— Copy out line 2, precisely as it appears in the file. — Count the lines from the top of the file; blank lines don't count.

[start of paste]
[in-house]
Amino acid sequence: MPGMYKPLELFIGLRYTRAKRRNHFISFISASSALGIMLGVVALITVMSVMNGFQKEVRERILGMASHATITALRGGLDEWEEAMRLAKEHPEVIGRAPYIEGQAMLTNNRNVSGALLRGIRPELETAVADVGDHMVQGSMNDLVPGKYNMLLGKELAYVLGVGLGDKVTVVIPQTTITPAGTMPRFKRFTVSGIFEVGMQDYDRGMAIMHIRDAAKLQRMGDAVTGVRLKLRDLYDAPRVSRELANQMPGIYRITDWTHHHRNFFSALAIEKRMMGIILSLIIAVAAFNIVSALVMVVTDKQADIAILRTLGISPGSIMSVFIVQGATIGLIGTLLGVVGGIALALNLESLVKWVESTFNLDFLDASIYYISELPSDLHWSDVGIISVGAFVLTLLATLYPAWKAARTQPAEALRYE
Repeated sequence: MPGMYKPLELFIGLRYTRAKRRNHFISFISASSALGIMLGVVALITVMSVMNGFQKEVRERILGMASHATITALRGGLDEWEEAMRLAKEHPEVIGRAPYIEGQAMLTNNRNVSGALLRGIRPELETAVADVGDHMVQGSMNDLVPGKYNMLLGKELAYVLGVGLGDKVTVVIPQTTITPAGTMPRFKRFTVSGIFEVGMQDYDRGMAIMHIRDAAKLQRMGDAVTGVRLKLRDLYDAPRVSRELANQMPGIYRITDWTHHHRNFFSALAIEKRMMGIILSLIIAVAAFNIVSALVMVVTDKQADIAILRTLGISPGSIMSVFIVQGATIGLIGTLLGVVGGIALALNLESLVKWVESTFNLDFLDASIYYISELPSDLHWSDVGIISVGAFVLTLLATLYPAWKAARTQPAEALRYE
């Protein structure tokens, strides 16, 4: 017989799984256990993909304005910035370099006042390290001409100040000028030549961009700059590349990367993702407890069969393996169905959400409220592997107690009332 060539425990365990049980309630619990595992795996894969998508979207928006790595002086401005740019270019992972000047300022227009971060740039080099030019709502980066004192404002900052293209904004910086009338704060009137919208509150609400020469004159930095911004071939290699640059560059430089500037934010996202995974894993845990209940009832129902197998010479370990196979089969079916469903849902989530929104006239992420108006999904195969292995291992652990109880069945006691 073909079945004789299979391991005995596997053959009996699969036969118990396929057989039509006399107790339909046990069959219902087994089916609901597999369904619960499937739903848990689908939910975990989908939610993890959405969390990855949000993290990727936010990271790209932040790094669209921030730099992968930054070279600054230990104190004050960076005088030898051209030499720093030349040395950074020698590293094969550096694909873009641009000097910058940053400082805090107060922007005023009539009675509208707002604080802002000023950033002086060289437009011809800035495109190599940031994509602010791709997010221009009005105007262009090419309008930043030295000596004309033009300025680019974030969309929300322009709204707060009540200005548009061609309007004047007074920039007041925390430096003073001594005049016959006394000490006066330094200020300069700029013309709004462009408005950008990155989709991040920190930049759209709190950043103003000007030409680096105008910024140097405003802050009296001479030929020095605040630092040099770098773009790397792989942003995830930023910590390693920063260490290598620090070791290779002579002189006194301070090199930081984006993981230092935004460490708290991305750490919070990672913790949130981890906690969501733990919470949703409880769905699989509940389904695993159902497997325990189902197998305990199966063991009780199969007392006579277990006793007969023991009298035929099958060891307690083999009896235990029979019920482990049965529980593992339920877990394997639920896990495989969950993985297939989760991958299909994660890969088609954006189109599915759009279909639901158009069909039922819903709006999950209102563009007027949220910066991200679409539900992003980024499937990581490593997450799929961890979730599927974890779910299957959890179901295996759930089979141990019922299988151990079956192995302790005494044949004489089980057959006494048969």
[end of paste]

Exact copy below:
Amino acid sequence: MPGMYKPLELFIGLRYTRAKRRNHFISFISASSALGIMLGVVALITVMSVMNGFQKEVRERILGMASHATITALRGGLDEWEEAMRLAKEHPEVIGRAPYIEGQAMLTNNRNVSGALLRGIRPELETAVADVGDHMVQGSMNDLVPGKYNMLLGKELAYVLGVGLGDKVTVVIPQTTITPAGTMPRFKRFTVSGIFEVGMQDYDRGMAIMHIRDAAKLQRMGDAVTGVRLKLRDLYDAPRVSRELANQMPGIYRITDWTHHHRNFFSALAIEKRMMGIILSLIIAVAAFNIVSALVMVVTDKQADIAILRTLGISPGSIMSVFIVQGATIGLIGTLLGVVGGIALALNLESLVKWVESTFNLDFLDASIYYISELPSDLHWSDVGIISVGAFVLTLLATLYPAWKAARTQPAEALRYE